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The Volvo Ailsa B55 was a front-engined double-decker bus chassis manufactured in Scotland by Ailsa, Volvo's British subsidiary in which it owned 75%, from 1974 until 1985. It is only for BNDEP 65 during the trial (SBS4741U) from 1981 to 1992, and between January 1992 and 1 December 1993 is on AMDEP 74, after which it was scrapped when Leyland Olympian 3-Axle began production.

In addition, Timothy North had also purchased the bus in 1980, and the bus was de-registered in 1985 after 5 years of service.

As part of its Alternative Vehicle Evaluation programme, Singapore Transport took delivery of three Mark III vehicles in 1984. The programme was intended to evaluate alternative vehicle types for future fleet replacement in Singapore, which, at that time, was purchasing Leyland Titans and MCW Metrobuses.

The most interesting of the three vehicles was fleet number V3. This vehicle maintained the usual front entrance door, but had an additional exit behind the rear axle and a second staircase adjacent. This had the advantage of improving passenger flow during loading and off-loading at peak times. But the second staircase created a blind spot for the driver and the vehicle was restricted to crew operation. The vehicle remained unique, although London Buses rebuilt the rear, removing the doors, but leaving the staircase in place. After a fatal crash on a stormy night in which V3 crashed into a Mini and turned over on its side, the bus was sold for scrap. V3 was rescued from a scrap dealer by Black Prince Buses and extensively rebuilt, retaining both staircases. In March 2006, it was purchased by Roger Wright's Singapore Bus Company and can now be seen restored to Singapore condition at rallies and running days across Southern England.

No further orders for new B55s were placed by Singapore Transport, but numerous second-hand examples were purchased from the South Yorkshire and West Midlands PTEs in the late 1980s.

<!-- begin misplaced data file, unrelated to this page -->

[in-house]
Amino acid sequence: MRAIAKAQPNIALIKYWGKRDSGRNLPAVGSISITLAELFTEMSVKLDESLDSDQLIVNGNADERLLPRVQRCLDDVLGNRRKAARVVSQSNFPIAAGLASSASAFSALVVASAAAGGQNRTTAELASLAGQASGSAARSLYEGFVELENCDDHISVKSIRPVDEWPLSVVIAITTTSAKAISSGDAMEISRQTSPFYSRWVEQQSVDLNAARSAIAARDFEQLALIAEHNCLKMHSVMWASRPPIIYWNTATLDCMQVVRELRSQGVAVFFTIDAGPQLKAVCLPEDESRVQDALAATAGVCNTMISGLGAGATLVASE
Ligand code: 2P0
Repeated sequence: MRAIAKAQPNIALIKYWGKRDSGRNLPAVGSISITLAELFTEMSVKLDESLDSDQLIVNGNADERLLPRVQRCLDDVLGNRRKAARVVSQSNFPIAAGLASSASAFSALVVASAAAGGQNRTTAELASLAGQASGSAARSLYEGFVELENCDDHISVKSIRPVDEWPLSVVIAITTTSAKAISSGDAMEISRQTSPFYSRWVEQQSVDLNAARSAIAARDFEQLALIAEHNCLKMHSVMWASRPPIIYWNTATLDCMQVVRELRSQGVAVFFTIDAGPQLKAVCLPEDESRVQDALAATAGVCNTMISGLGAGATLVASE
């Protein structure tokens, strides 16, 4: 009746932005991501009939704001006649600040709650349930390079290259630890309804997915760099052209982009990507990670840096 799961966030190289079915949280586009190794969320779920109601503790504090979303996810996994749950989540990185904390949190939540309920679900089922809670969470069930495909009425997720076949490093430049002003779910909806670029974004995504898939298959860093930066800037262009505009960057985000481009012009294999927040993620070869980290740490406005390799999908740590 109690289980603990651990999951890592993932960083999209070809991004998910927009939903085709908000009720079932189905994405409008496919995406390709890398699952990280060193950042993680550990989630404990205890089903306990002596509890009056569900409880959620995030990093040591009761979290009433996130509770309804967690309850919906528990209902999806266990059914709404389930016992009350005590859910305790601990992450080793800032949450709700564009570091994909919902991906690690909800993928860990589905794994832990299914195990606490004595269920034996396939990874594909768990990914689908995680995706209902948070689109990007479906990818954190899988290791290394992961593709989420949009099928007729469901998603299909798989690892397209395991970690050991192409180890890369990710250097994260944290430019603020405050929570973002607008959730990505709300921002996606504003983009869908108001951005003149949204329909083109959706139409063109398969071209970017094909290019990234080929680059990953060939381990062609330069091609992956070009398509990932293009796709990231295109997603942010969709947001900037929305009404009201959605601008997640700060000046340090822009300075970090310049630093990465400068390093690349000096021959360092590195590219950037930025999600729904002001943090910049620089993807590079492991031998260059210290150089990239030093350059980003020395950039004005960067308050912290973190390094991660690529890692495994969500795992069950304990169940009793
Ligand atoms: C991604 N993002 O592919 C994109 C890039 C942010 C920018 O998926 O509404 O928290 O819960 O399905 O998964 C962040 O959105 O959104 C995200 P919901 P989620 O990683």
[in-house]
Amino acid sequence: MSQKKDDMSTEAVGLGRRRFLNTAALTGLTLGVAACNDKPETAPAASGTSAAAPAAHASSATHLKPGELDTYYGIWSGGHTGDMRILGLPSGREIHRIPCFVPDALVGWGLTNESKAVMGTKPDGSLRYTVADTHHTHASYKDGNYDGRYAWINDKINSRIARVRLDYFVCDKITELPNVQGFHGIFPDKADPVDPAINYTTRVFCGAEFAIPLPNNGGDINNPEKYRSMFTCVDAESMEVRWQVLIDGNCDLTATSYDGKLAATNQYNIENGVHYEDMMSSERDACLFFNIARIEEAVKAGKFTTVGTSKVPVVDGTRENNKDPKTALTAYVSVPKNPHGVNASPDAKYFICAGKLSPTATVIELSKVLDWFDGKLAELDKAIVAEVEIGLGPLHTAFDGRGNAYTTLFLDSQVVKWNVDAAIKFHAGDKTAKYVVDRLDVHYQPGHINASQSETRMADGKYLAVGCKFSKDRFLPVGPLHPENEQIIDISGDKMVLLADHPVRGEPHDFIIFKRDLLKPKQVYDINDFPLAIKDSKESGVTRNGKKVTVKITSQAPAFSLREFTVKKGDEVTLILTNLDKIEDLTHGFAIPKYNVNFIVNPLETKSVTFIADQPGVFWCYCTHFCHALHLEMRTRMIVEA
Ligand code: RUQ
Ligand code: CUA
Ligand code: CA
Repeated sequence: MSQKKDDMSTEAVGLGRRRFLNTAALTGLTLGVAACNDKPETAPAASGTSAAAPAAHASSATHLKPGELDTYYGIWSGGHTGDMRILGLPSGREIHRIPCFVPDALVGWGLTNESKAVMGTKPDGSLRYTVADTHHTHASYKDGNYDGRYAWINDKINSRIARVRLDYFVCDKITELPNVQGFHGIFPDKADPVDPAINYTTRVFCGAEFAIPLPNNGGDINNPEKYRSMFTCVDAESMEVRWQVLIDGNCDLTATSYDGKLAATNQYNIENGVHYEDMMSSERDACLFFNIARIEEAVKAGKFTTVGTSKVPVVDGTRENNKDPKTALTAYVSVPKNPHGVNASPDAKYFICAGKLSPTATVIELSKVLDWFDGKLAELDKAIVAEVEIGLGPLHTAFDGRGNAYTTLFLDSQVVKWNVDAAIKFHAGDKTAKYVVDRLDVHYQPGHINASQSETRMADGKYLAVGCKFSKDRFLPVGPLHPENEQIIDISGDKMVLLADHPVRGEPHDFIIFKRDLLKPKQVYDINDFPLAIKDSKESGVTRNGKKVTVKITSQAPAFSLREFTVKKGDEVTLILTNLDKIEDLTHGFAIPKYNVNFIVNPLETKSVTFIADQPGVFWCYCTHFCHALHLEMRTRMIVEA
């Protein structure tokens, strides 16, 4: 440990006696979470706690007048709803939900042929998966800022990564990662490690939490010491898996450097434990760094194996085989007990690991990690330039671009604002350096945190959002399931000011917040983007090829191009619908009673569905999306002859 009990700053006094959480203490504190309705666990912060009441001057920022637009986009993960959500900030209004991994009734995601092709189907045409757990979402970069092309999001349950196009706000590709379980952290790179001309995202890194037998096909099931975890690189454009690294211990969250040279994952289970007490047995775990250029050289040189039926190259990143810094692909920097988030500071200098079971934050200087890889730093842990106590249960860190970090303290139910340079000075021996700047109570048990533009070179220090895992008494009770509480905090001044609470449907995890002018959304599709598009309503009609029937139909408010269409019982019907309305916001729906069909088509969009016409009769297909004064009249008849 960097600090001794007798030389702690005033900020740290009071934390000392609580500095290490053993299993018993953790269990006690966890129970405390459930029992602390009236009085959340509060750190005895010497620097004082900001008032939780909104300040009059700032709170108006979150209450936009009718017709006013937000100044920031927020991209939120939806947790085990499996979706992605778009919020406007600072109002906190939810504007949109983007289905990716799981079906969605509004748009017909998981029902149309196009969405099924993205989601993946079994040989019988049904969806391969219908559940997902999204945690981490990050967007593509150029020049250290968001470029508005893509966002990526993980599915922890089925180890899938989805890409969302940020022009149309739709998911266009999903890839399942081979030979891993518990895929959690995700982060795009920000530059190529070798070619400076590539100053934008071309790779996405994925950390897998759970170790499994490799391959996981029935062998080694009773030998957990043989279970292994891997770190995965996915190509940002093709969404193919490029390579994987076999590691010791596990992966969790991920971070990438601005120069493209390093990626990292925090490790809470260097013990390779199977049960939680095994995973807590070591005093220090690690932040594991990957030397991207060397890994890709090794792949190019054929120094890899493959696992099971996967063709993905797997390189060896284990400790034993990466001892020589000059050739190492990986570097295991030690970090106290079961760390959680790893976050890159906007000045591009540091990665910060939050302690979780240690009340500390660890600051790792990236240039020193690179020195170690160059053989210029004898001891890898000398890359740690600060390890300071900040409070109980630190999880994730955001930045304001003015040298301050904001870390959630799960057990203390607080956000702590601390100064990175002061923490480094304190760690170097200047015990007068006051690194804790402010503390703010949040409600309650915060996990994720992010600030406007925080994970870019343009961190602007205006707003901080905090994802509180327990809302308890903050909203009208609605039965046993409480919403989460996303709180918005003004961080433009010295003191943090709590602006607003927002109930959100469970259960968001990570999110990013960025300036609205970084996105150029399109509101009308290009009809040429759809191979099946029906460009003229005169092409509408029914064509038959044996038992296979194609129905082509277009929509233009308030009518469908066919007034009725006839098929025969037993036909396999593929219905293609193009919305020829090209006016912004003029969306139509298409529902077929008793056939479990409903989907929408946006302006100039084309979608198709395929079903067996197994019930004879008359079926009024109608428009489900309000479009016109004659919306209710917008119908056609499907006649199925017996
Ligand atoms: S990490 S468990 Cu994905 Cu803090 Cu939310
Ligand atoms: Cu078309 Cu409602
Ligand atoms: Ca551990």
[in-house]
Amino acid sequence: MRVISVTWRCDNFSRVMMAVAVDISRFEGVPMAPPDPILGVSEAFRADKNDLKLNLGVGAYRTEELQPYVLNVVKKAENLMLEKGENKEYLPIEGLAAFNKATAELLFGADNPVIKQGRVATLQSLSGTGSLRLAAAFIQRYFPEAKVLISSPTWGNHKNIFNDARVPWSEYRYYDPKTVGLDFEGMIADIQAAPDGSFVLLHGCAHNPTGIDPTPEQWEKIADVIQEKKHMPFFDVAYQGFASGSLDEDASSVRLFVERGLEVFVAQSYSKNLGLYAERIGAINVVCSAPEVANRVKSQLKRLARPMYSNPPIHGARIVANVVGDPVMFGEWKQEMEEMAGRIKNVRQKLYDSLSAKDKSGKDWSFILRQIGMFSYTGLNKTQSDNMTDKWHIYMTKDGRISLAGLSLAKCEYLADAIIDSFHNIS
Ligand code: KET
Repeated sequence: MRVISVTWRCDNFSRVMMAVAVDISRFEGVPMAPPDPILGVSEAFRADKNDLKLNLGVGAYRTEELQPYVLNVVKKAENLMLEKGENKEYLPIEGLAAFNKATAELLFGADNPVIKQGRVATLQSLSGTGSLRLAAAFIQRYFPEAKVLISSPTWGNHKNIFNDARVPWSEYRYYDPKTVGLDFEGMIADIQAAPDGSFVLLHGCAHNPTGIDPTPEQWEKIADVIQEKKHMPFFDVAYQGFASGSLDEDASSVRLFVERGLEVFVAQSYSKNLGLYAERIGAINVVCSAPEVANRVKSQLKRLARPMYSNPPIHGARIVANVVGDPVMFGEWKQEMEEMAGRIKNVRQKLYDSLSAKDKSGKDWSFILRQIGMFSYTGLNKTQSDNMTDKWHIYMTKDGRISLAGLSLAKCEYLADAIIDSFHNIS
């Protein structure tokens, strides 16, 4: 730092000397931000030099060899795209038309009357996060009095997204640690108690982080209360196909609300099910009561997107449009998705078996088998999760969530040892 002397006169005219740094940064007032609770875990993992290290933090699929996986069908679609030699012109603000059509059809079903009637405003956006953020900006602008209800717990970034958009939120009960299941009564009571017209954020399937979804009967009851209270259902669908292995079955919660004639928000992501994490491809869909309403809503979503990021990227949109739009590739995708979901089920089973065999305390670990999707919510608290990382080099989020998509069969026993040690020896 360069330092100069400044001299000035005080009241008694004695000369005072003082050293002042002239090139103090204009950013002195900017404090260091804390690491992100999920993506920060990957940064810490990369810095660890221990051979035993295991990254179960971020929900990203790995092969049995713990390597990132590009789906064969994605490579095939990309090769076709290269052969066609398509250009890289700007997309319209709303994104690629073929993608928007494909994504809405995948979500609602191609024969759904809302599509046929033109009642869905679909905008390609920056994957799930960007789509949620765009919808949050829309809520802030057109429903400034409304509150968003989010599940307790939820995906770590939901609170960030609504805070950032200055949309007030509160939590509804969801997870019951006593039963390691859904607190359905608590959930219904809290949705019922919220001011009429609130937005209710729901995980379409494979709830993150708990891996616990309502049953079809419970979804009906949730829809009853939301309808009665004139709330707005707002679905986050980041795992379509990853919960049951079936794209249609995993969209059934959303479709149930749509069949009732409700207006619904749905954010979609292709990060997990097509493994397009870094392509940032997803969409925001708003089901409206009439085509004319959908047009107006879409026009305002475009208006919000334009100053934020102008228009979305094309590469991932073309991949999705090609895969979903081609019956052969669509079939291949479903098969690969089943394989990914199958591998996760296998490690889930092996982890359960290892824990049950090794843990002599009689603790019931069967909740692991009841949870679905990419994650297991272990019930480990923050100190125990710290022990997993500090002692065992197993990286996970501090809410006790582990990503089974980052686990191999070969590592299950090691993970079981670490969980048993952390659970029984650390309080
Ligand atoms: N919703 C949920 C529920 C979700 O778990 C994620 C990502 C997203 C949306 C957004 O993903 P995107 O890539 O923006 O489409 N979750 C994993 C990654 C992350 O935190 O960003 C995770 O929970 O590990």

A solitary Ailsa chassis was bodied as a single-deck bus by Marshall for Strathclyde PTE. Later, the same operator created a second single-decker, by converting an Alexander-bodied double-decker, the upper deck of which had been damaged.

A number of 2-axle Ailsa B55 were sold overseas. Indonesia received 320 buses between 1981 and 1985. China Motor Bus in Hong Kong received eight between 1975 and 1978 (six out of these eight buses were destroyed by fire). Citybus had purchased Volvo B55 in 1979, which was there until the formal retirement in 1988.

In all, just over 1,000 B55s were built, 890 of them being bodied by Alexander. Of the remainder, 64 Ailsas received unusual Van Hool McArdle bodies built in Dublin - 62 buses for the South Yorkshire PTE and two for A1 Service, Ayrshire. Northern Counties bodied some for Derby Corporation. and Cardiff Bus, a total of 35 were also bodied by East Lancs Coachbuilders for Tayside and a small number were also bodied by Marshall for Strathclyde and Derby Corporation.

The last significant number of Ailsas in service in the UK were operated by Cardiff Bus, who had 18 in regular service in 2007. They were withdrawn at the end of 2007. However, as at February 2014, ten Ailsas remain in service for school work, school contracts and rail replacement with Edwards Coaches of South Wales.

PreservationEdit

There are now around 30 Volvo Ailsas in preservation, with the Glasgow Vintage Vehicle Trust having five. The Sheffield based 388 Group have 2 Van Hool bodied examples, one of which being A1 Services - PSJ 824R. With Tayside being the most prolific buyer of the Ailsa, there are also a significant number in various stages of restoration with Tayside Vintage Vehicle Society, and two preserved examples regularly visit rallies and events throughout the country, WTS 273T and the open top WTS 272T. A number of Cardiff Bus Volvo Ailsas have been preserved, one such example being NDW412X, owned by the 302 Group.

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